Losing a pet can be one of most awful experiences someone can go through.
Yet, the methods of searching and rescuing animals are far from ideal. People unfortunately lack training and skills in how to find animals and how to rescue them. On top of that the dangers the animal can go through makes it extremely stressful for the owner.
Petfinder aims to solve that, ease the burden and help people find their lost pets easier and quicker.
This app is currently under development.
Claudia is a dog owner. She works during most of the day, so she walks her dog Joanna every night on the neighbourhood. She uses a safety collar, but not a dog tag. One day she is surprised by a sudden car turning and releases the collar.
The dog, scared, runs on the opposite direction. Claudia tries to catch it, but she fails. Now she is desperate and doesn't know what to do or how to search for Joanne.
How can Claudia find Joanne?
As with any dissapearances human either or animal, timing is essential. Each hour that the lost animal is away, the risks pile up. The owner doesn't know how far the animal can or will travel.
This becomes an even bigger problem when the place where it ran away from is a new walking spot. Most of the times the owner is paralyzed and untrained in what to do. How can the pet owner act quickly?
To understand deeply the complexities of finding a lost pet, I gathered data from different sources and animal care institutions. I managed to find information in two main fronts: the behaviour and patterns of lost pets and how people search and deal with them.
The American Society for the Prevention of Cruelty to Animals® (ASPCA) funded between 2010 and 2012 a study on recovery of lost animals. With a sample size of more than a thousand interviews the data is rich and very clear.
15% had lost a dog or cat in the past five years
74% of lost cats were recovered;
93% of lost dogs were recovered;
49% of dog owners found their dog by searching the neighborhood
30% found their cat by searching the neighborhood;
59% of the lost cats returned on their own;
38% of dogs were recovered because they were wearing an ID tag or had a microchip;
4% of dog and cat guardians found their lost pets at a shelter.
Another study, this one published in 2007 by the Journal of the American Veterinary Medical Association, focused into the rescue of lost cats. They used a shallower user base of 138 cat guardians, yet the data proved to be relevant because it delved deeper into how the owner found the animal:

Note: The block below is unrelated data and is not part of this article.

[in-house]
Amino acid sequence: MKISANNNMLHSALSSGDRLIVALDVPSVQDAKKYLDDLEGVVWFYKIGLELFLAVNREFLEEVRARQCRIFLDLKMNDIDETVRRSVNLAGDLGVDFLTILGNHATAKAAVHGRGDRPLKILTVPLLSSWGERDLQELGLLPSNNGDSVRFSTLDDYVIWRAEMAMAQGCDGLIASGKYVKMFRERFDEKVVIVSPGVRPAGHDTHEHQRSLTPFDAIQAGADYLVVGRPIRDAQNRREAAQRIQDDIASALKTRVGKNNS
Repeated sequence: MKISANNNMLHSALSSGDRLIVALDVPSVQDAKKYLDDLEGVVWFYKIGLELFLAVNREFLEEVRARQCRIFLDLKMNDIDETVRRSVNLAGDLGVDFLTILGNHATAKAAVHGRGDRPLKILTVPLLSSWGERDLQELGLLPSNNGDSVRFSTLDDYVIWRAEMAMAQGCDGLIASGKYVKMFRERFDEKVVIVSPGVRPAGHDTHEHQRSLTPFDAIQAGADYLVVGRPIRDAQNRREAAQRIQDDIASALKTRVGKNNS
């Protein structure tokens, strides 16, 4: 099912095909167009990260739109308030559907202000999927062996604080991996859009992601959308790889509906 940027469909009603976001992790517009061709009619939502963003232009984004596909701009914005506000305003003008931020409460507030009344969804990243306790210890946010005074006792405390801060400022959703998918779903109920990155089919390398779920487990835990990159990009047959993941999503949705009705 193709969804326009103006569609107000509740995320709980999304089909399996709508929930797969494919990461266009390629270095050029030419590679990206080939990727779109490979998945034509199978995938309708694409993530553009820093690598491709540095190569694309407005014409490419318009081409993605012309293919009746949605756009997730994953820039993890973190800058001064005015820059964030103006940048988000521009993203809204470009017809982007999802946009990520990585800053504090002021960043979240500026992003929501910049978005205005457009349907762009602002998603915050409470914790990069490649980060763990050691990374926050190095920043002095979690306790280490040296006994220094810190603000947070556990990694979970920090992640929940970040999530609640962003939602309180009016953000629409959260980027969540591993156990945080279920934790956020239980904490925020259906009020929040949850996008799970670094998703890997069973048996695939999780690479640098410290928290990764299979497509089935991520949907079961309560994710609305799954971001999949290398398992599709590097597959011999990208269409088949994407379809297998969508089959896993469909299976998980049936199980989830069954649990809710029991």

68% of owners stopped searching after the first day;
53% of the lost cats were recovered;
84% of lost cats with outdoor access were found within a five-house radius of their home
92% of indoor only lost cats were found within a five-house radius of their home
The average time to recovery was 5 days;
66% of the lost cats returned on their own or were found in the neighborhood;
7% of the lost cats were found in the neighborhood;
11% were found due to neighborhood signs
19% of the cats wore some kind of ID tag
59% of the cats had outdoor-access
Takeaways from Research
After observing the data and digging into the studies, you can notice that the guardian role is a passive one. Most of the things that she can do lies in the realm of preventive. ID tagging is the only safe method to increase the chances of the animal being returned .
The animal follow its instinct and knowledge of the surroundings to guide itself. Some of them will find their way back naturally if not too far away. Cats are mostly territorial and don't travel far. Dogs tend to move according opportunity and temperament. This means that the behavior of the animal is crucial in influencing the distances that they travel.
Lastly, the owner in most of the situations didn't know what to do to find their pets. If the immediate search for the animal fails, the owner finds herself lacking knowledge in what they can do more. This information skewed the data, largely in favor of the animal returning by itself. This prompted me to develop ways to improve the preparedness of the owner.
To create an app that gives the owner quick actions to improve her chances of finding the animal as fast as possible.
The owner creates a profile for his pet and connects through Facebook to his other friends. If the owner loses the animal he can activate the app feature gernating a location tagged page with pictures and information that can be instantaneously shared on multiple social media sites and messaging apps.